Menzies welcomes cancer research leader

Menzies welcomes cancer research leader

For genetic epidemiologist Professor Eric Moses, the opportunity to bring his research to Menzies has been the realisation of a long-term aspiration.

“I’m delighted to have been offered a position at Menzies,” he said.

“I’m from Melbourne originally and always wanted to be in Tasmania and identified Menzies as the best home for my research in the field of population health.”

Menzies’ newly appointed Community Professorial Cancer Research Fellow, Professor Moses brings with him a wealth of research knowledge and achievements in the area of complex human diseases posing a major health burden globally, including several cancers, cardiovascular/cardiometabolic disease, common pregnancy disorders, and schizophrenia.  

With a focus from a young age on making a contribution to human medicine, Professor Moses was inspired by his own mother who was a nurse and his early years work experience in hospitals in variety of jobs, including theatre orderly.

“Human medicine was something that was always happening around me and when I finally did my PhD, I decided I really wanted to make a contribution to this field.”

“I started working as a post doctoral research fellow at the Royal Women’s Hospital in Melbourne where I was introduced to some serious pregnancy disorders which led me to the field of pre-eclampsia.”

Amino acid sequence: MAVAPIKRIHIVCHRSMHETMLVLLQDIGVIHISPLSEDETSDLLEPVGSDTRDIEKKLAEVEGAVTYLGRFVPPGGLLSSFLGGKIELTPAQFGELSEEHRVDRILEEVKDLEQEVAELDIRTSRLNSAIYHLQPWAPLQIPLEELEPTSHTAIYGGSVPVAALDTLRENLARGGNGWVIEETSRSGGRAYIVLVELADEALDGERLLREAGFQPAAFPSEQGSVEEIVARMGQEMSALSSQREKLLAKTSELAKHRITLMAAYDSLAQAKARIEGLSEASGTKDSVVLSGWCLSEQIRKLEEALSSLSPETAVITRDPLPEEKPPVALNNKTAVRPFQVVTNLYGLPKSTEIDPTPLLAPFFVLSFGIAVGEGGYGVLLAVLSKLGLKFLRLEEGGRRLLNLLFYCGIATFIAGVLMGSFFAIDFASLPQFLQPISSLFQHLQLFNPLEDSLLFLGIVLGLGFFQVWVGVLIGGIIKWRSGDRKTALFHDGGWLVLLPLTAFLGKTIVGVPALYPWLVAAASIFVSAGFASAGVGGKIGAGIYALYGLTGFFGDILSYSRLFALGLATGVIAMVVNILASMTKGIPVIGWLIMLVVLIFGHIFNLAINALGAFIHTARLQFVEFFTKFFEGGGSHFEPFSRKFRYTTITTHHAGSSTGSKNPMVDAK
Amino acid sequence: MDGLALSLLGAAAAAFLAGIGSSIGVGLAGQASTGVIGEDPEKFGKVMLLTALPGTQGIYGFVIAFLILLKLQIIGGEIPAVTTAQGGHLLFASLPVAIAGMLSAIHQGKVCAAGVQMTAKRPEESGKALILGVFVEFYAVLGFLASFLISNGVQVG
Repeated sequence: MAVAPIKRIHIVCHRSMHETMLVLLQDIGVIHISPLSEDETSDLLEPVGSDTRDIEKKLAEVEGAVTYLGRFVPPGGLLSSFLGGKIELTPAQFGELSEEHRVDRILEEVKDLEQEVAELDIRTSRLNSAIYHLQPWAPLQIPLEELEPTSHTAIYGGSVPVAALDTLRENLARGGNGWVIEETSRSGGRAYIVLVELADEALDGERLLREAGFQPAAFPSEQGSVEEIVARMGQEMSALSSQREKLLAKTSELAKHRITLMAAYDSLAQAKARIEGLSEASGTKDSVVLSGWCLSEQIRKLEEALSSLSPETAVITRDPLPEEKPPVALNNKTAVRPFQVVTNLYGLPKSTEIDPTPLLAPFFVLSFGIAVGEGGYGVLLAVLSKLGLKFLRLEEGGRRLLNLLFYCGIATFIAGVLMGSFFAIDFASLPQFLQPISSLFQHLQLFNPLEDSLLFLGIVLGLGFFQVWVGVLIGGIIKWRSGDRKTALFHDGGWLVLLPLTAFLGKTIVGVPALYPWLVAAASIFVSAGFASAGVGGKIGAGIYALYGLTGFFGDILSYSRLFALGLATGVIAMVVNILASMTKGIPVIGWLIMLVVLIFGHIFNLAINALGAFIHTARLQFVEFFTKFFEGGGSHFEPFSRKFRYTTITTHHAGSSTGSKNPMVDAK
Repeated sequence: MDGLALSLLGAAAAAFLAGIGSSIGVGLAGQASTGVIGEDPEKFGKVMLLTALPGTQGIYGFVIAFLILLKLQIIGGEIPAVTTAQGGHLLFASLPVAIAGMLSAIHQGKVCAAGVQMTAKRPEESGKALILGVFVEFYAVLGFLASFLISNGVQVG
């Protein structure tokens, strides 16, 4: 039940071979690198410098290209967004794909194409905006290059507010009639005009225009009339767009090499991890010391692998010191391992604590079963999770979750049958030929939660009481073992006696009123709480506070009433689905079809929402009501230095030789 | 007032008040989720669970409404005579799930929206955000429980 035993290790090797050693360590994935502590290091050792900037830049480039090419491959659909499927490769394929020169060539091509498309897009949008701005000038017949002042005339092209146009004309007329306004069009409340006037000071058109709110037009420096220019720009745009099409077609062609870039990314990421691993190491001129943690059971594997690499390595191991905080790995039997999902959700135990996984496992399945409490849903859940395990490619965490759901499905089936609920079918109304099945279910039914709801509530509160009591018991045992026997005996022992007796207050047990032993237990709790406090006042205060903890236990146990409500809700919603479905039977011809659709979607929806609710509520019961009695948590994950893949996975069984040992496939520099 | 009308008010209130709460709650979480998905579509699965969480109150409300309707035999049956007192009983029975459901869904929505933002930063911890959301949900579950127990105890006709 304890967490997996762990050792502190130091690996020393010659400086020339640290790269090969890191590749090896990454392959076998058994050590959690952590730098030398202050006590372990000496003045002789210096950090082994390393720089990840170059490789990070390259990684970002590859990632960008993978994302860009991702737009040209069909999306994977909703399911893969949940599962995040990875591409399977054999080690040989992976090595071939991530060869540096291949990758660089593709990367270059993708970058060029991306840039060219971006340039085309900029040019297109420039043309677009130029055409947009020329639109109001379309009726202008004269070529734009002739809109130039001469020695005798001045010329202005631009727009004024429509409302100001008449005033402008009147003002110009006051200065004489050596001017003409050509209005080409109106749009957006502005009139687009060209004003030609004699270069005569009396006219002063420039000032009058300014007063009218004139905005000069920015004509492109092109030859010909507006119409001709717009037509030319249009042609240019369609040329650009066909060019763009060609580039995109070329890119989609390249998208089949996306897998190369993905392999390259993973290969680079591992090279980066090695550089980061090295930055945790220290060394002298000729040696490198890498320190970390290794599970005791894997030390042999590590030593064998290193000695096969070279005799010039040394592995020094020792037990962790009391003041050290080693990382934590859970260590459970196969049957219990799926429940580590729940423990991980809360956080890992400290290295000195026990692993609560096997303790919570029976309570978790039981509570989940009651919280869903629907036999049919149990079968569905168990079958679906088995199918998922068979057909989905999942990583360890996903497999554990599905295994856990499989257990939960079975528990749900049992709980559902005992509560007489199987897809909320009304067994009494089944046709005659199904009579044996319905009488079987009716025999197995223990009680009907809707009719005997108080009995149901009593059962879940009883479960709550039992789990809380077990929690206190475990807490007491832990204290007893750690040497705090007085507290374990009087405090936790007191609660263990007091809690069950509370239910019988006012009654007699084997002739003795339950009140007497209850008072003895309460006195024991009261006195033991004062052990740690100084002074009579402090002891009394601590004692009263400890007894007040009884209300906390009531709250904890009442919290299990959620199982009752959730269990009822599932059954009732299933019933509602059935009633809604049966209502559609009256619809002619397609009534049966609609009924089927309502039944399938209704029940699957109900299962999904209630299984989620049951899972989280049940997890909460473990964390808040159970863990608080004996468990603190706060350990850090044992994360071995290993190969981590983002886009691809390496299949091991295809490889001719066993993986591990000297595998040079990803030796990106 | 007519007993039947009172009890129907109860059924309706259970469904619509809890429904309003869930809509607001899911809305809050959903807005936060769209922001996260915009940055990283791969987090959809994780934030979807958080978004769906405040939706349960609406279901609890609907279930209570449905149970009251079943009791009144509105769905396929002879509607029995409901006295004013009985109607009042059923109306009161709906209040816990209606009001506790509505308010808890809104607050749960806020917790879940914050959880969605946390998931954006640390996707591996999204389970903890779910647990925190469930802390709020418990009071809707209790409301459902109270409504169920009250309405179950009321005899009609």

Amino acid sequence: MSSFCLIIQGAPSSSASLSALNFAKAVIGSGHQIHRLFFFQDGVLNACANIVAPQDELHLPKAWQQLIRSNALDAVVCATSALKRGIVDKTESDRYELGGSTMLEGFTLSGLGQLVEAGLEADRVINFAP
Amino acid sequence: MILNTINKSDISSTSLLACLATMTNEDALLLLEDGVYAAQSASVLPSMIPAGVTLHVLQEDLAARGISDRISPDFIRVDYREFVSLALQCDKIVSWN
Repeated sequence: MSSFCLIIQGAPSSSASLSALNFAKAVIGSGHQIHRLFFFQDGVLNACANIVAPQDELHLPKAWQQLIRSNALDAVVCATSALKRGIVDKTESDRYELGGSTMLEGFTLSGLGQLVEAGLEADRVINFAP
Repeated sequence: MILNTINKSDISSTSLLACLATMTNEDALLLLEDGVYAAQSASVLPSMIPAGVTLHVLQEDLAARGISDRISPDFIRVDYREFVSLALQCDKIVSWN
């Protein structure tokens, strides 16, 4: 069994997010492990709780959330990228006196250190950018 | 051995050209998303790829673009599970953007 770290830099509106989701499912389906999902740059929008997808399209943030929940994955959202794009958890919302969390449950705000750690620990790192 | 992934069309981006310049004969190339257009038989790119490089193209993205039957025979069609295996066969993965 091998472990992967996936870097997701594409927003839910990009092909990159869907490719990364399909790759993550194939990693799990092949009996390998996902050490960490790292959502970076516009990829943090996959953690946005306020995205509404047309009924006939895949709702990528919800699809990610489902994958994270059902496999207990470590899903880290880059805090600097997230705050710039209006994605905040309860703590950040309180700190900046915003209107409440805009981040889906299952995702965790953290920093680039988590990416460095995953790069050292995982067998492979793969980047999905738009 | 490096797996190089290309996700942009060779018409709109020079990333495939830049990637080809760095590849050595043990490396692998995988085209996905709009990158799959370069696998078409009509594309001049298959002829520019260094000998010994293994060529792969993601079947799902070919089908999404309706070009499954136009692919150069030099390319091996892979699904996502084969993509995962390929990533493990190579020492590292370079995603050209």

Prior to his appointment at Menzies, Professor Moses was the Director of the Centre for Genetic Origins of Health and Disease (GOHaD) at the University of Western Australia (also jointly supported by Curtin University and the Royal Perth Hospital Medical Research Foundation).

Throughout his career he has collaborated and published extensively on the genetic dissection of a variety of common complex human traits and conditions using contemporary strategies in large population and family-based study designs.

In 2005 Professor Moses’ research took him to the US to the Texas Biomedical Research Institute in San Antonio, where he led a major research program on the genetics of pre-eclampsia and cardiovascular disease funded by the US National Institutes of Health.

The position also fostered strong collaborations, something Professor Moses sees as imperative to research success.

“These relationships are everything, that’s how you internationalise, be competitive and achieve great satisfaction,” Professor Moses said.

“It’s been meeting these people and working with them that has been something I’ve really enjoyed.”

In addition to identifying new cancer research opportunities at Menzies, Professor Moses will also be continuing his current research in cardiovascular disease and pre-eclampsia, including looking at the link between pre-eclampsia and later life cardiovascular disease.